"They didn't have sports clothes ­ they wore jeans and T-shirts but they did have football boots. They just seemed to be normal guys. They were friendly but didn't talk much beyond that. We just knew them as regular guys. They weren't that good at football though."

There was another side to the men, who began holding prayer meetings in Curtis House. It is not known whether either man visited local mosques, but some reports linked Said Ibrahim with mosques in Finsbury Park and Brixton.

Kausor, 23, an Asian man who said the pair had recently persuaded him to become more devout, said: "They were devout Muslims. They prayed five times a day. We talked about Islam and current issues. We talked about the Ummah [Muslim brotherhood] and how it was being attacked."

Said Ibrahim was also reported to have grown a beard and to have begun wearing traditional dress. A neighbour of Ibrahim, Sarah Scott, age 23, who lives two doors down from the Stanmore home Ibrahim used to live with his parents, described a conversation they had last November. "We were standing outside our houses chatting. He asked me if I was religious and I said I did not believe in anything. He said I should. He told me he was going to get 80 virgins when he got to heaven if he praised Allah.

"He smiled and laughed as he said it, then he gave me this book about Islam and told me to read it.

"He was quite Westernised. The reason we got friendly was because we used to sit outside our parents' houses to smoke. I've known him since I was 11. When I saw the photograph of Said in the paper it all made sense.I remembered what he had said to me and I was terrified."

Miss Scott, a shop assistant, said Ibrahim had visited his parents' home two weeks ago. She said he had never mentioned jihad or terrorism, but gave her a pamphlet, Understanding Islam, with highlighted passages, one of which read: "Anyone who says 'there is no God except Allah' and dies holding to that will enter paradise."

Yesterday, the flat at Curtis House remained sealed off, suspected of being the "bomb factory" where the men made the devices that failed to explode last week. The search continued for its last occupants, captured on CCTV, about bomb the city that adopted them.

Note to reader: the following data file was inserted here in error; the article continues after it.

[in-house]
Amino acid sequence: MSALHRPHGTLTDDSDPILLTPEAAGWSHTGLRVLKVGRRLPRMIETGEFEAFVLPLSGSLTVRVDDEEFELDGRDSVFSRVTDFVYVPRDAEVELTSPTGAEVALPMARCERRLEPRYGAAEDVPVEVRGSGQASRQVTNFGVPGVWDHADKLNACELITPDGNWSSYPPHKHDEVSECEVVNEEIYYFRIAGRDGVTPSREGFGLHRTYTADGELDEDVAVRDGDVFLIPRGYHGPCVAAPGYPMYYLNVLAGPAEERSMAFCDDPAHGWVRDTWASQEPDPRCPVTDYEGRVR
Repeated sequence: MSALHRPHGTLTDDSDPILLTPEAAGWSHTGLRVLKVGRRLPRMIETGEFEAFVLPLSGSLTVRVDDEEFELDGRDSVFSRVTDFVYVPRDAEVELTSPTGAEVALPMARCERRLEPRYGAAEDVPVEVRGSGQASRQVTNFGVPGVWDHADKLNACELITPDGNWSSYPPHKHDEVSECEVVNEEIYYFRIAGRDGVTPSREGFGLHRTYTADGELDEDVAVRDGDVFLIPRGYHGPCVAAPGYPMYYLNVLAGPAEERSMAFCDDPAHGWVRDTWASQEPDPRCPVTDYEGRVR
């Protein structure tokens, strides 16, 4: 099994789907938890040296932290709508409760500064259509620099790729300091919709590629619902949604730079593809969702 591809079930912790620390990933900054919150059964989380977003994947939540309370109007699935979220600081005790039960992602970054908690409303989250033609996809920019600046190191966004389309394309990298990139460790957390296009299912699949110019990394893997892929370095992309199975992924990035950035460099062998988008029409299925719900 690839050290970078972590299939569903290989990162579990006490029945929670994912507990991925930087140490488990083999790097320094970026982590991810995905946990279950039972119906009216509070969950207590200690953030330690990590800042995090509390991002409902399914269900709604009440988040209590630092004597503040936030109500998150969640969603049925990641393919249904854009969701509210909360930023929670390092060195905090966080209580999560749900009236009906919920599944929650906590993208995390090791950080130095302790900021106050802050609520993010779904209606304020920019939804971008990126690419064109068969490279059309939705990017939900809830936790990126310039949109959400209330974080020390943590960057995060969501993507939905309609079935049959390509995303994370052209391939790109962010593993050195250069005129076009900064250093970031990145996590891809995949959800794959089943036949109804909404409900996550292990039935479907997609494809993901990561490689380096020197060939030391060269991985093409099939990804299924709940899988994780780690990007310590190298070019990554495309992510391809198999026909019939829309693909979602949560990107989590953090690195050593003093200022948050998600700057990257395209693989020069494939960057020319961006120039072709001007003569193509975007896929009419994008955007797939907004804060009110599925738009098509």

The immigration question

Tens of thousands of asylum-seekers fleeing turmoil in east Africa have arrived in Britain over the past decade.

About one third have been granted asylum after satisfying the Home Office that they face torture or persecution if they are sent home.

Another third have been allowed to stay on humanitarian grounds. Typically - and like Muktar Said Ibrahim and Yasin Hassan Omar, who came as dependants of adult relatives who claimed asylum - they have been granted exceptional leave to remain, usually for a period of four years.

They can then reapply for that permission or to be awarded the status of indefinite leave to remain, as Omar did.

Eventually the option of applying for British citizenship is open to refugees, providing they can satisfy the authorities that they speak good English and that they are of good character.

According to the Home Office, 43,225 Somalians, excluding dependants, applied for asylum between 1995 and 2003. About 16,000 were granted asylum and another 15,000 were given exceptional leave to remain.

Some 4,670 Eritreans applied for asylum over the period, with 1,125 awarded asylum or given permission to stay. However, failed asylum-seekers are not returned to the two countries because of unrest there. Much of Somalia is gripped by civil war, while reports of torture and repression have come from Eritrea.

Police and immigration officials are checking through the records of tens of thousands of asylum-seekers from east Africa in the 1990s in an attempt to identify associates of the bombers.

Nigel Morris